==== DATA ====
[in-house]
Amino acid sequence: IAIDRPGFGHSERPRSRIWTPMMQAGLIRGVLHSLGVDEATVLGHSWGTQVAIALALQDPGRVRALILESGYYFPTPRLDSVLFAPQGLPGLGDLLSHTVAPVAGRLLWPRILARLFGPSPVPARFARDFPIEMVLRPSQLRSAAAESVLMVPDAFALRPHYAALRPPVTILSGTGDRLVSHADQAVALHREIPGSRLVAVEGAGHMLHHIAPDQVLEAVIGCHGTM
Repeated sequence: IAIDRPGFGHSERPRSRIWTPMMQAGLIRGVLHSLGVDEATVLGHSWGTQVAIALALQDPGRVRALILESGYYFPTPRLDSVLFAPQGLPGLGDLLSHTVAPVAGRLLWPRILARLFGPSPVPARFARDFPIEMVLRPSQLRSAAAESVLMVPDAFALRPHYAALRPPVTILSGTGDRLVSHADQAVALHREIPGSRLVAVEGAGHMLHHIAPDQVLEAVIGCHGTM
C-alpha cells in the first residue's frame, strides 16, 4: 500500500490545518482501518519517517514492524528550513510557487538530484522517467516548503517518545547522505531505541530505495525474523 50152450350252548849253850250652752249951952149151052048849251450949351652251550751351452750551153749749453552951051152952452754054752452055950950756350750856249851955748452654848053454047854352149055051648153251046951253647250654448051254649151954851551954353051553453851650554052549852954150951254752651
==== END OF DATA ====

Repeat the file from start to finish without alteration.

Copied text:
[in-house]
Amino acid sequence: IAIDRPGFGHSERPRSRIWTPMMQAGLIRGVLHSLGVDEATVLGHSWGTQVAIALALQDPGRVRALILESGYYFPTPRLDSVLFAPQGLPGLGDLLSHTVAPVAGRLLWPRILARLFGPSPVPARFARDFPIEMVLRPSQLRSAAAESVLMVPDAFALRPHYAALRPPVTILSGTGDRLVSHADQAVALHREIPGSRLVAVEGAGHMLHHIAPDQVLEAVIGCHGTM
Repeated sequence: IAIDRPGFGHSERPRSRIWTPMMQAGLIRGVLHSLGVDEATVLGHSWGTQVAIALALQDPGRVRALILESGYYFPTPRLDSVLFAPQGLPGLGDLLSHTVAPVAGRLLWPRILARLFGPSPVPARFARDFPIEMVLRPSQLRSAAAESVLMVPDAFALRPHYAALRPPVTILSGTGDRLVSHADQAVALHREIPGSRLVAVEGAGHMLHHIAPDQVLEAVIGCHGTM
C-alpha cells in the first residue's frame, strides 16, 4: 500500500490545518482501518519517517514492524528550513510557487538530484522517467516548503517518545547522505531505541530505495525474523 50152450350252548849253850250652752249951952149151052048849251450949351652251550751351452750551153749749453552951051152952452754054752452055950950756350750856249851955748452654848053454047854352149055051648153251046951253647250654448051254649151954851551954353051553453851650554052549852954150951254752651